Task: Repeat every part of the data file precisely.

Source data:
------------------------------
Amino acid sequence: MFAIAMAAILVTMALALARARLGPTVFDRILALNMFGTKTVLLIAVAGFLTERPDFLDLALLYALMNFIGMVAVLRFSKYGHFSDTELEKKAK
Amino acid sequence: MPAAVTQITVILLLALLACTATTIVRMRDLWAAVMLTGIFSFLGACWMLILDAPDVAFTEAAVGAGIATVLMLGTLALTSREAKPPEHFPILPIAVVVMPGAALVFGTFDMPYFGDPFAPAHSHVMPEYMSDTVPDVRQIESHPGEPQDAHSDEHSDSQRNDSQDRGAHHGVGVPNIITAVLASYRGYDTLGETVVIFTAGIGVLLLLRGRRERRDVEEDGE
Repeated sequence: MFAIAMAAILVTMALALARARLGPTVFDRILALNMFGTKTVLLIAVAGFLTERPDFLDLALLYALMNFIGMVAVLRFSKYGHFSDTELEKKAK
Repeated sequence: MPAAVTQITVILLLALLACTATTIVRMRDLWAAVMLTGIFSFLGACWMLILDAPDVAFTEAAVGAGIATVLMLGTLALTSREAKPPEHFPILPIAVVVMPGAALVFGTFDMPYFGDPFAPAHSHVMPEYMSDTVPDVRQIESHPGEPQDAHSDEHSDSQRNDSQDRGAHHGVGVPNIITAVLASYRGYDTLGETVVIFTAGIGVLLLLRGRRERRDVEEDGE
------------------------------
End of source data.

Amino acid sequence: MFAIAMAAILVTMALALARARLGPTVFDRILALNMFGTKTVLLIAVAGFLTERPDFLDLALLYALMNFIGMVAVLRFSKYGHFSDTELEKKAK
Amino acid sequence: MPAAVTQITVILLLALLACTATTIVRMRDLWAAVMLTGIFSFLGACWMLILDAPDVAFTEAAVGAGIATVLMLGTLALTSREAKPPEHFPILPIAVVVMPGAALVFGTFDMPYFGDPFAPAHSHVMPEYMSDTVPDVRQIESHPGEPQDAHSDEHSDSQRNDSQDRGAHHGVGVPNIITAVLASYRGYDTLGETVVIFTAGIGVLLLLRGRRERRDVEEDGE
Repeated sequence: MFAIAMAAILVTMALALARARLGPTVFDRILALNMFGTKTVLLIAVAGFLTERPDFLDLALLYALMNFIGMVAVLRFSKYGHFSDTELEKKAK
Repeated sequence: MPAAVTQITVILLLALLACTATTIVRMRDLWAAVMLTGIFSFLGACWMLILDAPDVAFTEAAVGAGIATVLMLGTLALTSREAKPPEHFPILPIAVVVMPGAALVFGTFDMPYFGDPFAPAHSHVMPEYMSDTVPDVRQIESHPGEPQDAHSDEHSDSQRNDSQDRGAHHGVGVPNIITAVLASYRGYDTLGETVVIFTAGIGVLLLLRGRRERRDVEEDGE